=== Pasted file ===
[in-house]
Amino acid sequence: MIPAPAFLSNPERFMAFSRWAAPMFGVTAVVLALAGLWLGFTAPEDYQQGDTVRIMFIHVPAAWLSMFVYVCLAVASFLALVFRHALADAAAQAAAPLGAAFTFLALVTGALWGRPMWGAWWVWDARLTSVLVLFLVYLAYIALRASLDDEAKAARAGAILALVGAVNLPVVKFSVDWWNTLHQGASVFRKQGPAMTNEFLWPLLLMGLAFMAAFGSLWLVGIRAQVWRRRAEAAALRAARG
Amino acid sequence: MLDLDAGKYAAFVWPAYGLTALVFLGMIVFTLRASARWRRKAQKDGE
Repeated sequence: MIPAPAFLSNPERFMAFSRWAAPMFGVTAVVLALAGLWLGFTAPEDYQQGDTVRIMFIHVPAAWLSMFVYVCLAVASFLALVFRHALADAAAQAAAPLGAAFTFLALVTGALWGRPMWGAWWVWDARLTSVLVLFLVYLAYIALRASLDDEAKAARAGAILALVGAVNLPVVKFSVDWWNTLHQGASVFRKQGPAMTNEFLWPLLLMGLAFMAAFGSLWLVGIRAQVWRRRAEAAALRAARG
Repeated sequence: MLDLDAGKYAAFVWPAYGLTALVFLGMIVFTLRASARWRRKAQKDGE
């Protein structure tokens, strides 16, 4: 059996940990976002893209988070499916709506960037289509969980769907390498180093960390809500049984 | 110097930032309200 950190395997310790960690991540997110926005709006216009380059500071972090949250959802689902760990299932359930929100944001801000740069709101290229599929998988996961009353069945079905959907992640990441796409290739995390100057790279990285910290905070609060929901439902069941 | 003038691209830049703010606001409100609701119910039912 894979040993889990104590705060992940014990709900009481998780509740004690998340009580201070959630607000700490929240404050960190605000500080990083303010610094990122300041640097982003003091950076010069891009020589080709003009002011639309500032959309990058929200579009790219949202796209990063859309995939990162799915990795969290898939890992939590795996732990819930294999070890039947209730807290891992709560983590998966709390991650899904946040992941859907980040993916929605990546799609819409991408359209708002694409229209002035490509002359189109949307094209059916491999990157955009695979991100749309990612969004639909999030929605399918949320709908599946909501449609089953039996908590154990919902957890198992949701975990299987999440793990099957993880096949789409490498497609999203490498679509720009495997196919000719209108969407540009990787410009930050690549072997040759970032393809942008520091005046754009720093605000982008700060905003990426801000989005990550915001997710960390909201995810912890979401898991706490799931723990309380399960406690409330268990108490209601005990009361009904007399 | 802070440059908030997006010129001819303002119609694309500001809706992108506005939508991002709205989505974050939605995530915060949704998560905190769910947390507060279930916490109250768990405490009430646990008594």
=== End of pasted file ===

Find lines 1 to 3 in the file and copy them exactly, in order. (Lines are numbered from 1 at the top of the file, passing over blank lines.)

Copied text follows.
[in-house]
Amino acid sequence: MIPAPAFLSNPERFMAFSRWAAPMFGVTAVVLALAGLWLGFTAPEDYQQGDTVRIMFIHVPAAWLSMFVYVCLAVASFLALVFRHALADAAAQAAAPLGAAFTFLALVTGALWGRPMWGAWWVWDARLTSVLVLFLVYLAYIALRASLDDEAKAARAGAILALVGAVNLPVVKFSVDWWNTLHQGASVFRKQGPAMTNEFLWPLLLMGLAFMAAFGSLWLVGIRAQVWRRRAEAAALRAARG
Amino acid sequence: MLDLDAGKYAAFVWPAYGLTALVFLGMIVFTLRASARWRRKAQKDGE